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HOLLY LEE. On Becoming an Artist


CHRIS TRIOLA. Made in Michigan

 

RANDY STROMSOE. Luscious Materiality

ROB JACKSON. Discarded Beauty

 

VINTAGE CHINESE GLASS. Toggles, Archers’ Rings and More

 


 

FEATURE

AMBER NECKLACE on design sketchbook, 2014. Photograph by Holly Lee.

Holly Lee


On Becoming an Artist



 

“In the past I’ve been very focused on a business, on raising children, on my husband. I feel it’s time for me to really express myself as an artist.”

 

 

Nestled among fields and farms in Lancaster County, Pennsylvania, some sixty miles west of Philadelphia, are the home and studios of Holly and Cliff Lee. Since 1992, this dynamic pair of craft artists—she a maker of fine jewelry, he a highly respected potter—have lived here in a nineteenth-century farmhouse and worked out of its 4,500-square-foot barn, both of which they have painstakingly fashioned into spaces that fit their needs, and their artistic and aesthetic sensibilities.

Chief among these sensibilities, in Holly’s exquisitely crafted jewelry, is the interplay between containment and openness—or, put another way, between interior and exterior spaces. Her signature element, a hollow silver sphere pierced with holes, reflects this characteristic “I’ve always loved the sphere,” she says. “The sphere is endless, there’s no beginning and no end. Drilling the holes creates interior space as well. It’s about light passing through space. You have a wall—you add a window, now you’re opened up, you’re not closed anymore.”

It is no coincidence that this motif entered Holly’s work shortly after she moved to her present setting. The earlier phase of her life and career was spent in a combined home, studio and gallery in the Washington, D.C., suburb of South Arlington, Virginia, which she and Cliff purchased in 1977. “You used to be able to buy homes from the Sears and Roebuck catalog; that’s the kind of house we lived in,” she recalls. “My space was in a basement that had no windows. I had to duck my head because of the pipes.” In many ways they thrived in this environment—their two sons were born; their work gained a loyal following; and their tiny gallery became a hub for the D.C. area’s emerging studio craft movement—but for Holly, there was also a sense of containment, and a longing for openness.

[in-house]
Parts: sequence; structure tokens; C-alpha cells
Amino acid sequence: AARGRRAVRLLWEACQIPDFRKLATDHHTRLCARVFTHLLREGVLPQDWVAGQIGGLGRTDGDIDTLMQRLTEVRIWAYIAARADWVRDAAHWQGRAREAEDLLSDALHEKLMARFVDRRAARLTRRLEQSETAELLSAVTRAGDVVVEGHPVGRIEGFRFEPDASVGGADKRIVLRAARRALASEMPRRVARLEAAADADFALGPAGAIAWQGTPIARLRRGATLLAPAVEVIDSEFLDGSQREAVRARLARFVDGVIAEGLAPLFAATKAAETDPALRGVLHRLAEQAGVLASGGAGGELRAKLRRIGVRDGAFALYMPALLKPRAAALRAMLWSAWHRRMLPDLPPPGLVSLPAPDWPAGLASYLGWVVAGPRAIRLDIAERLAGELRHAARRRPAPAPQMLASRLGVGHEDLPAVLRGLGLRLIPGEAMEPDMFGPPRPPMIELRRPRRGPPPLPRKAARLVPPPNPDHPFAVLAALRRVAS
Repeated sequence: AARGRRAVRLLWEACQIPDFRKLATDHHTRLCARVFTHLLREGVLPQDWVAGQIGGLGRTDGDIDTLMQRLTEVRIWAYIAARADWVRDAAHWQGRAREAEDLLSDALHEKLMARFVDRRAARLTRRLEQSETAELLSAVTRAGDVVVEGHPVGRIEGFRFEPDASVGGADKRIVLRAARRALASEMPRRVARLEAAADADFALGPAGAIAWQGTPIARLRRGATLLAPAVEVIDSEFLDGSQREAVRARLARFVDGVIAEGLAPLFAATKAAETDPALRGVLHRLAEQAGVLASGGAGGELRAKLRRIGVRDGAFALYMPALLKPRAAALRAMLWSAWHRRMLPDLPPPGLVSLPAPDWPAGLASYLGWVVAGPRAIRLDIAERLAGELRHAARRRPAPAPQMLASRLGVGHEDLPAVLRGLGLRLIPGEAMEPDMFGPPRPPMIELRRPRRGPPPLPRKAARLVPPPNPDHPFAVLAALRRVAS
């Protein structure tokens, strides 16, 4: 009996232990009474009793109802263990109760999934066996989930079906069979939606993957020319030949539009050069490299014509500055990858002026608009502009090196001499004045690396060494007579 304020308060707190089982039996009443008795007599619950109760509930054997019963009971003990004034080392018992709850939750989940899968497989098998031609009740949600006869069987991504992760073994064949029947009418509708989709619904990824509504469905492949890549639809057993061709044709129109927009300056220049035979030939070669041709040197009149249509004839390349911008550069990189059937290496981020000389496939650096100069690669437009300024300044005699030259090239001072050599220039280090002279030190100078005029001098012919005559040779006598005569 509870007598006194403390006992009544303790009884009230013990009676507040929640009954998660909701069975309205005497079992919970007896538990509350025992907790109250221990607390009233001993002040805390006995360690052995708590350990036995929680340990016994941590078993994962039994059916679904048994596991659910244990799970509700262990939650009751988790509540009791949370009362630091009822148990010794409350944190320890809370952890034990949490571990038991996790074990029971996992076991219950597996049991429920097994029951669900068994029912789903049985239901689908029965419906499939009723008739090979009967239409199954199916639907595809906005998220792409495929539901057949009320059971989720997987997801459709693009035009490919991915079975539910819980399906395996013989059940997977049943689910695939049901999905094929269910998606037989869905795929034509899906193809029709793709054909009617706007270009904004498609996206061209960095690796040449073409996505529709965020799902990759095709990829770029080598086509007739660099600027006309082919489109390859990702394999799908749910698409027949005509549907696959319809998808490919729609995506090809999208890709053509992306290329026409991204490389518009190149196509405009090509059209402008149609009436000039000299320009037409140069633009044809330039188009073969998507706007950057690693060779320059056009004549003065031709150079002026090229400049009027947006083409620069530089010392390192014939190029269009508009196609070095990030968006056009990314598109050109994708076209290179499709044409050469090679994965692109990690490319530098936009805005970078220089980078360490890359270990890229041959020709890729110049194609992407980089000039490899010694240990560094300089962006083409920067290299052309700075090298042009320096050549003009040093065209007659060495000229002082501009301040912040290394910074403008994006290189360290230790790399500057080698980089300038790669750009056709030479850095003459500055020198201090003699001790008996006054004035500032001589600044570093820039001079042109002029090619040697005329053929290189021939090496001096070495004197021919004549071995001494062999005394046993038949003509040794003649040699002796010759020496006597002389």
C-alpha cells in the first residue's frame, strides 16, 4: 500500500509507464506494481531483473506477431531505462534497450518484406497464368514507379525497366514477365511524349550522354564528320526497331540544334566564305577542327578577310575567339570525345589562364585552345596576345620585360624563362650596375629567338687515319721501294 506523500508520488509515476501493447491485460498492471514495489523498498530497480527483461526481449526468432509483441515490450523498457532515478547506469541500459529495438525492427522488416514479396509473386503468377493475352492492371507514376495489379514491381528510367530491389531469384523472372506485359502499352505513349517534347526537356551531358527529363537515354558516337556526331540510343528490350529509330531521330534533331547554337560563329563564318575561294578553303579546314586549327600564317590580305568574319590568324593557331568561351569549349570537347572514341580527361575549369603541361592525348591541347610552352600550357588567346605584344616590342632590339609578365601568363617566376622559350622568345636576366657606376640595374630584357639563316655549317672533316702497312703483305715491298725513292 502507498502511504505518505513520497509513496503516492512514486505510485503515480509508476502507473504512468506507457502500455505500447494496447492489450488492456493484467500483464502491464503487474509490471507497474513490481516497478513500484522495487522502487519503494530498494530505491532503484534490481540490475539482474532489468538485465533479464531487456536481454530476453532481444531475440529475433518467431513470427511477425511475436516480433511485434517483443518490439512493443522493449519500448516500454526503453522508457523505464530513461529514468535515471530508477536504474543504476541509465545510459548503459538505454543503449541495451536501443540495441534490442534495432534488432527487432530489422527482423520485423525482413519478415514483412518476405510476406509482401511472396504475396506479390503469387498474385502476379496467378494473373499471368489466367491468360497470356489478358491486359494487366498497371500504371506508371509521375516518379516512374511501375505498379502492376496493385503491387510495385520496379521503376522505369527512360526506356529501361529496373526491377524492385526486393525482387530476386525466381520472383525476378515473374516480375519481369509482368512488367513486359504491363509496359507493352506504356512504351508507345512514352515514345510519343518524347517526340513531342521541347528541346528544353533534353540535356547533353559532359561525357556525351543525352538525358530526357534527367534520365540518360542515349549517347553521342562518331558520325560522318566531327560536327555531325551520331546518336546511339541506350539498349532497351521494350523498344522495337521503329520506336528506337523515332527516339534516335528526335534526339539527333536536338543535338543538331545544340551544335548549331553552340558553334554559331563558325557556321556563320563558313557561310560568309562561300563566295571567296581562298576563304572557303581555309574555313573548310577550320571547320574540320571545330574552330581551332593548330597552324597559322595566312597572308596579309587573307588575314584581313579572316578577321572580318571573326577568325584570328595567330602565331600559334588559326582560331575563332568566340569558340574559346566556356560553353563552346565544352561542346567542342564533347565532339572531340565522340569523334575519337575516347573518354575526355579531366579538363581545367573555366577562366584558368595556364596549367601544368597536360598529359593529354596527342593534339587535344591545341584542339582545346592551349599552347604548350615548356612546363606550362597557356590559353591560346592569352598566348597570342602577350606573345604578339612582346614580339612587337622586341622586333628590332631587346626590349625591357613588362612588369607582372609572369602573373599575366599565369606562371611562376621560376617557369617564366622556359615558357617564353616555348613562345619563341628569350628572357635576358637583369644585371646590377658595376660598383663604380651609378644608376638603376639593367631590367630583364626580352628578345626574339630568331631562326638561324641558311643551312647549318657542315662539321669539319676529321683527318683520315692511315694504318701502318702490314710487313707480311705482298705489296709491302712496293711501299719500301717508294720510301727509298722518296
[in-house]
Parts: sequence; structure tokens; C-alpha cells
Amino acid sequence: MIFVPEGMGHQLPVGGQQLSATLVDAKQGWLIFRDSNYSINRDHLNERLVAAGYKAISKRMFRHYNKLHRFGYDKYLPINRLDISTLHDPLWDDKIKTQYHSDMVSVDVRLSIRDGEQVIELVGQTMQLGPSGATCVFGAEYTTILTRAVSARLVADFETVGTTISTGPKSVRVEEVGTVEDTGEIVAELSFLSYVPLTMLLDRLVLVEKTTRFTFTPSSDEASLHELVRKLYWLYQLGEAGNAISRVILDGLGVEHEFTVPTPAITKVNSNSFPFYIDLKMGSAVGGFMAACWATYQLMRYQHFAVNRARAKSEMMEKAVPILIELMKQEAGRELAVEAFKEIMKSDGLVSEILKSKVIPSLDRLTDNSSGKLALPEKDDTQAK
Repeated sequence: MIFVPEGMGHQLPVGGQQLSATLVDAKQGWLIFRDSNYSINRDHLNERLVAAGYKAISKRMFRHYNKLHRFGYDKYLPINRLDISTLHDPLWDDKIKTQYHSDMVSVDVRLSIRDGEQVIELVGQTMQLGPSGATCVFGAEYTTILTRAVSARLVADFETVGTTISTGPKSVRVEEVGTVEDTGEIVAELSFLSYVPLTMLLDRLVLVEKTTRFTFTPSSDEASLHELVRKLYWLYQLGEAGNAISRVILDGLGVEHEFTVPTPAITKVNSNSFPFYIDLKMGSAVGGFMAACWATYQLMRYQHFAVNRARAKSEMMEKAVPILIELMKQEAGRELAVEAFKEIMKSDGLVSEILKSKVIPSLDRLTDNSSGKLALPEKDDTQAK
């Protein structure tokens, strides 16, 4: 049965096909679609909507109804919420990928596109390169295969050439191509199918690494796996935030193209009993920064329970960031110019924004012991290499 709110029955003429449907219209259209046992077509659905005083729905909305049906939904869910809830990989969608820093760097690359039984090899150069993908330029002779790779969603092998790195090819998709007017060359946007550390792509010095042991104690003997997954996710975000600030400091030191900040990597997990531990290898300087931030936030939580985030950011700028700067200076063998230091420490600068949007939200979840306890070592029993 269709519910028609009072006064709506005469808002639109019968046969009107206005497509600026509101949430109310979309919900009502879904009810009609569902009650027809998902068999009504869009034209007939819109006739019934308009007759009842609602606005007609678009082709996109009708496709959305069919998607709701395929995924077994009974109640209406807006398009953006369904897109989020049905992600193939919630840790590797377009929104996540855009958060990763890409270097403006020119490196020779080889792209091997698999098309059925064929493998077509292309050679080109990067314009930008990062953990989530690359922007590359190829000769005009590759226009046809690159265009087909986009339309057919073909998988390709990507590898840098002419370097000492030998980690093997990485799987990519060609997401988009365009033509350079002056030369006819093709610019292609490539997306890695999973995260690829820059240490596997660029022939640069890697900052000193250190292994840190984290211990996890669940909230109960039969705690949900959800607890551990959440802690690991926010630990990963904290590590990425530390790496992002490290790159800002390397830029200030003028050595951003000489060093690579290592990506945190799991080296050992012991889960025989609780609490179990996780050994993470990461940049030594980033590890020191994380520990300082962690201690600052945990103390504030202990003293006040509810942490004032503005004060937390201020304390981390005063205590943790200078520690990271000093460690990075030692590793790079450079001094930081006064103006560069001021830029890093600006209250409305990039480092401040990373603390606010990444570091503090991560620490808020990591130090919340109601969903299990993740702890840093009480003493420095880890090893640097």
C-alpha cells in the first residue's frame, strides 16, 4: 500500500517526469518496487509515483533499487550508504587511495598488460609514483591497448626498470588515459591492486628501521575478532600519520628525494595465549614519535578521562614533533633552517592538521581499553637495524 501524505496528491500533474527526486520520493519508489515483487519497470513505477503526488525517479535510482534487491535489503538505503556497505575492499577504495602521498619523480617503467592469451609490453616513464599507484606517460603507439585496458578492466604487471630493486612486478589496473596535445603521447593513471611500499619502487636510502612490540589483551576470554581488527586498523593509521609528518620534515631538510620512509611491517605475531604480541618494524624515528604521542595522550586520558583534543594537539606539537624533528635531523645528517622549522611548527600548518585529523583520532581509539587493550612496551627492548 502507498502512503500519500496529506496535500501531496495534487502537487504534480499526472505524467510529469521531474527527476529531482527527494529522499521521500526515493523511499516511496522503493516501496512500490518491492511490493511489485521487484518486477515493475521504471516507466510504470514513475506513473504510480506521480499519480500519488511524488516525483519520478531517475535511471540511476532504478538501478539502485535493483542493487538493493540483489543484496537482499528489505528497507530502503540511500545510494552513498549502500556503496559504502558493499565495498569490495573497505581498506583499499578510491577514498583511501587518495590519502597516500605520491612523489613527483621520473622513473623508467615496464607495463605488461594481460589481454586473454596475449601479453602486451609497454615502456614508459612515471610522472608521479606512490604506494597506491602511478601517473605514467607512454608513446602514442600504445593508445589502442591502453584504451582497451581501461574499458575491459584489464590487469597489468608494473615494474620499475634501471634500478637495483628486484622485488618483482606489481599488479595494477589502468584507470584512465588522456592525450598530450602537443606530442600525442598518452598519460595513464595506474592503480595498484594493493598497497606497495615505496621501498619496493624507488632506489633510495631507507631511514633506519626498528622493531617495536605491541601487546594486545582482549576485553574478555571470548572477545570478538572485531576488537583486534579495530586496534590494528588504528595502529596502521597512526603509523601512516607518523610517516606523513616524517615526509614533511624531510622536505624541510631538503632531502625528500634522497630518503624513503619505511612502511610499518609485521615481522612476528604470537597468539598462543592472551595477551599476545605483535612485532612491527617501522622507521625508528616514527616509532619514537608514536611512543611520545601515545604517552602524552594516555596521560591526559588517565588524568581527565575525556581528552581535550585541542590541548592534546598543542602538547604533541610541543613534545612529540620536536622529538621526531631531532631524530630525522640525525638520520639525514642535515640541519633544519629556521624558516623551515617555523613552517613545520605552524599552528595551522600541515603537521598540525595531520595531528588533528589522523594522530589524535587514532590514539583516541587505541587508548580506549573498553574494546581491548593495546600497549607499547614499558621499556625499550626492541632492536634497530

When a real estate agent and close friend suggested that they look at houses in rural Pennsylvania, the Lees needed little encouragement. It took seven years to find the right place, but when they saw it, they both knew they had arrived. (By an interesting coincidence, the house they fell in love with was then owned by fellow craft artist Ivan Barnett, who moved to Santa Fe, New Mexico, and runs Patina Gallery.)

LUSTER OIL SPOT NECKLACE of sterling silver, shard from a Cliff Lee broken vase, pearls; hollow formed fabrication, holes hand-drilled with twist drills, 2008. Photograph by Douglas Lee.

Now they live and work in large spaces designed to afford breathtaking views of the landscape. An addition to the farmhouse, completed in 2012, includes floor-to-ceiling windows that look out over a terraced garden to the barn and the open fields beyond. The walkway from the house to the barn crosses over a koi-filled pond, through a pergola, to the studio entrance. The constant burbling of the stream that feeds the pond provides a calming soundtrack to this pastoral scene.

The first floor of the barn houses Cliff’s pottery studio; the second floor includes an informal gallery and Holly’s jewelry studio. “I can look out my studio window and gaze into this beautiful field,” she says. “I was able to open up. The physical space translates to the mental space.”

For Cliff, the location may be ideal, but it can sometimes be slightly less than idyllic. “Her studio is right above mine. When I’m making pots and she’s banging up there, it’s like I’m living in a drum,” he says with a laugh.